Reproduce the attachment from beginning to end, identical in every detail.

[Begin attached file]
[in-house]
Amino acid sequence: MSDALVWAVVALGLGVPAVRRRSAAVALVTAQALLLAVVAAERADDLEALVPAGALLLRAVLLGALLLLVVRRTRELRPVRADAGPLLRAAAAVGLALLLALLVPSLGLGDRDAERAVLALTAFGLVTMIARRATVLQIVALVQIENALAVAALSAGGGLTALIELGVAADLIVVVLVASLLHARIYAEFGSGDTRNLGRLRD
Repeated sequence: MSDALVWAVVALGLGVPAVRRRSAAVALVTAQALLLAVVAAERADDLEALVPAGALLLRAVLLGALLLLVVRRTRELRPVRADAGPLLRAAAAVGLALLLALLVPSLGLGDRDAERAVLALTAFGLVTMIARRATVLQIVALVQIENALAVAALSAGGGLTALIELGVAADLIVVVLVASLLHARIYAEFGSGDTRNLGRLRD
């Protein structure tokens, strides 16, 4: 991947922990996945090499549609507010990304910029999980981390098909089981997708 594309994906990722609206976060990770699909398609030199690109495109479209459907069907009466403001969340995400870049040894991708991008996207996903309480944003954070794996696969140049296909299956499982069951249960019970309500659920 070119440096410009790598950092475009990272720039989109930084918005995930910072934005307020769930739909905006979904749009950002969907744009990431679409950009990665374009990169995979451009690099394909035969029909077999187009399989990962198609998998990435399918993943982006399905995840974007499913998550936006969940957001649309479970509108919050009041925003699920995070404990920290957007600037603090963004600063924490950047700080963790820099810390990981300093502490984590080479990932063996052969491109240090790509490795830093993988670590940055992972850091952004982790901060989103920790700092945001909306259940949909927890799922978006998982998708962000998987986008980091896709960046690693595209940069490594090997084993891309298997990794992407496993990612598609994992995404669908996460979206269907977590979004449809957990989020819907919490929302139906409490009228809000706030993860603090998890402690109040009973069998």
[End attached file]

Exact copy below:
[in-house]
Amino acid sequence: MSDALVWAVVALGLGVPAVRRRSAAVALVTAQALLLAVVAAERADDLEALVPAGALLLRAVLLGALLLLVVRRTRELRPVRADAGPLLRAAAAVGLALLLALLVPSLGLGDRDAERAVLALTAFGLVTMIARRATVLQIVALVQIENALAVAALSAGGGLTALIELGVAADLIVVVLVASLLHARIYAEFGSGDTRNLGRLRD
Repeated sequence: MSDALVWAVVALGLGVPAVRRRSAAVALVTAQALLLAVVAAERADDLEALVPAGALLLRAVLLGALLLLVVRRTRELRPVRADAGPLLRAAAAVGLALLLALLVPSLGLGDRDAERAVLALTAFGLVTMIARRATVLQIVALVQIENALAVAALSAGGGLTALIELGVAADLIVVVLVASLLHARIYAEFGSGDTRNLGRLRD
């Protein structure tokens, strides 16, 4: 991947922990996945090499549609507010990304910029999980981390098909089981997708 594309994906990722609206976060990770699909398609030199690109495109479209459907069907009466403001969340995400870049040894991708991008996207996903309480944003954070794996696969140049296909299956499982069951249960019970309500659920 070119440096410009790598950092475009990272720039989109930084918005995930910072934005307020769930739909905006979904749009950002969907744009990431679409950009990665374009990169995979451009690099394909035969029909077999187009399989990962198609998998990435399918993943982006399905995840974007499913998550936006969940957001649309479970509108919050009041925003699920995070404990920290957007600037603090963004600063924490950047700080963790820099810390990981300093502490984590080479990932063996052969491109240090790509490795830093993988670590940055992972850091952004982790901060989103920790700092945001909306259940949909927890799922978006998982998708962000998987986008980091896709960046690693595209940069490594090997084993891309298997990794992407496993990612598609994992995404669908996460979206269907977590979004449809957990989020819907919490929302139906409490009228809000706030993860603090998890402690109040009973069998």